Firstly, there's no reason why you can't mix tenses in a sentence. Did a teacher or textbook say that you can't? If a doctor asks you how much you exercise, you can say 'I walk 2 km every morning and ran 1 km yesterday'.
Secondly, may and might are modal verbs, and most of the rules about verb tenses don't apply to modal verbs. There are times when can functions as present tense and could as past tense: 'I can walk 2 km every day and could run 1 km when I was young'. But there are other times when can means ability and could means possibility: 'I can get to your party at 8 pm, and could arrive earlier'.
May and might really don't function as present and past tense like can and could can, and in most cases, they both function as the same 'tense' and both mean possibility. If there's a difference, it is that may is slightly more likely and might is slightly less likely: 'I may get to you party at 8 pm, and might arrive earlier'.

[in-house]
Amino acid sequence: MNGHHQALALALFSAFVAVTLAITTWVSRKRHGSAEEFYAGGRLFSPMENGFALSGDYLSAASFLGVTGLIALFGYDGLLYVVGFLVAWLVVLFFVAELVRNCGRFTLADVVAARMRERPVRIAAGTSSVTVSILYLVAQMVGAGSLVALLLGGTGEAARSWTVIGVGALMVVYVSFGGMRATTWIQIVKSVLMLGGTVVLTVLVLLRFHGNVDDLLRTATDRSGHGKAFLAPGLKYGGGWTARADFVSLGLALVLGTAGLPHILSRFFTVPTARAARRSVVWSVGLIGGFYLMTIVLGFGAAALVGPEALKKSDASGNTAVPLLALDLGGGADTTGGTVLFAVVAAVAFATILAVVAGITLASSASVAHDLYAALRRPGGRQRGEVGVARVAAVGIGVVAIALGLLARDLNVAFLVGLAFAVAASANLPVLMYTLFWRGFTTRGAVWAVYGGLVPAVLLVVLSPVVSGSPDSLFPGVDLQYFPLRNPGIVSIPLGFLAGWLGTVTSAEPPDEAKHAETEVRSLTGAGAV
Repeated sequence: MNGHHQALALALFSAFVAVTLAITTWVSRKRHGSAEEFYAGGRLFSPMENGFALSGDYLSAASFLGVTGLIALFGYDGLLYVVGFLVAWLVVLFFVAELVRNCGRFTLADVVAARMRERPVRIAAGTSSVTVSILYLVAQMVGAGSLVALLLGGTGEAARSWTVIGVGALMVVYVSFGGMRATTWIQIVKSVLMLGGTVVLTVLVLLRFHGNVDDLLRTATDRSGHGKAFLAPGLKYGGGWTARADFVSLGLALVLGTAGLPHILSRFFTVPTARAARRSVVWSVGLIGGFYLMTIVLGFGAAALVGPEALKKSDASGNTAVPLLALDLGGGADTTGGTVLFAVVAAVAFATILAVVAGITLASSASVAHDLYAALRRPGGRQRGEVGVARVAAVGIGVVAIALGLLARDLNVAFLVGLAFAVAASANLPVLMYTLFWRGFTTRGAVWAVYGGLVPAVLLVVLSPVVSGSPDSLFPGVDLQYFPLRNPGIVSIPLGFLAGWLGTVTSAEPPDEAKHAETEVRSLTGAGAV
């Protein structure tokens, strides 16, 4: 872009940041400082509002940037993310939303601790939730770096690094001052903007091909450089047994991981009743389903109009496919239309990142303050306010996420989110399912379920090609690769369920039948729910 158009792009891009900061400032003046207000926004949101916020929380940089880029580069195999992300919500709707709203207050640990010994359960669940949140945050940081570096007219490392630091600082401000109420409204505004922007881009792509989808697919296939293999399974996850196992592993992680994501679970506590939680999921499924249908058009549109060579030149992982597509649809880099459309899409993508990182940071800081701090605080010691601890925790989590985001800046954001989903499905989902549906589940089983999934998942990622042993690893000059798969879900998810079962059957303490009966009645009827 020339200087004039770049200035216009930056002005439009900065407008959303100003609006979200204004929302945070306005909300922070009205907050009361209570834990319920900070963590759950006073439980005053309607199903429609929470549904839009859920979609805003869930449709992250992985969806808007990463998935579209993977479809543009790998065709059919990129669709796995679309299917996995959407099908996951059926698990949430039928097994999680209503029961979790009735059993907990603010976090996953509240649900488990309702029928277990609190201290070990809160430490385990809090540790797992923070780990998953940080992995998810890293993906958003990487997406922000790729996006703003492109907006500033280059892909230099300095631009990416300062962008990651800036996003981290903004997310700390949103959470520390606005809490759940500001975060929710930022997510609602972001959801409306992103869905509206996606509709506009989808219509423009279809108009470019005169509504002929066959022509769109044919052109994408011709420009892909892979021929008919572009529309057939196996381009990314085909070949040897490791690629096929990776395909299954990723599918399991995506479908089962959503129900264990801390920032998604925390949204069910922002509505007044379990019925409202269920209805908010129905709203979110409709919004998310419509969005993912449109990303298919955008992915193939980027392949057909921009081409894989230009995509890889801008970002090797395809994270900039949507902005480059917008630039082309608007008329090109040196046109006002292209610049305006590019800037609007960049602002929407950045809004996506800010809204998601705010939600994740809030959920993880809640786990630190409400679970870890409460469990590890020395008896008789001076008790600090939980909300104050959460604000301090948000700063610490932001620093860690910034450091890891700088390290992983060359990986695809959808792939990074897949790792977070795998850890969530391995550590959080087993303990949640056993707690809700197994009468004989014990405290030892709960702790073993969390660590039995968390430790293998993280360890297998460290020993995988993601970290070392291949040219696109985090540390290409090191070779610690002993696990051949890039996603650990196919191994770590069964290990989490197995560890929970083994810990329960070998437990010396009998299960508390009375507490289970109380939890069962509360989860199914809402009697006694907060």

Using 'might have' and 'may' (or 'may have' and 'might') doesn't really change this. 'Might have' is still the same 'tense' as 'might' (and 'may'), even if we are now talking about the past.
As Ronald Sole said in his comment, 'it's a mouthful of a sentence'. Don't say or write sentences like this too often, just because it's possible.
Last thought: Why don't you simply say "I have changed"? You might not know if someone else has changed, but you surely know whether you have or haven't. I would probably say or write 'To your pleasure, I have changed, and might not dwell in silly thoughts about love (as/like) I used to a few years ago'. (I don't use 'may' as often as 'might'.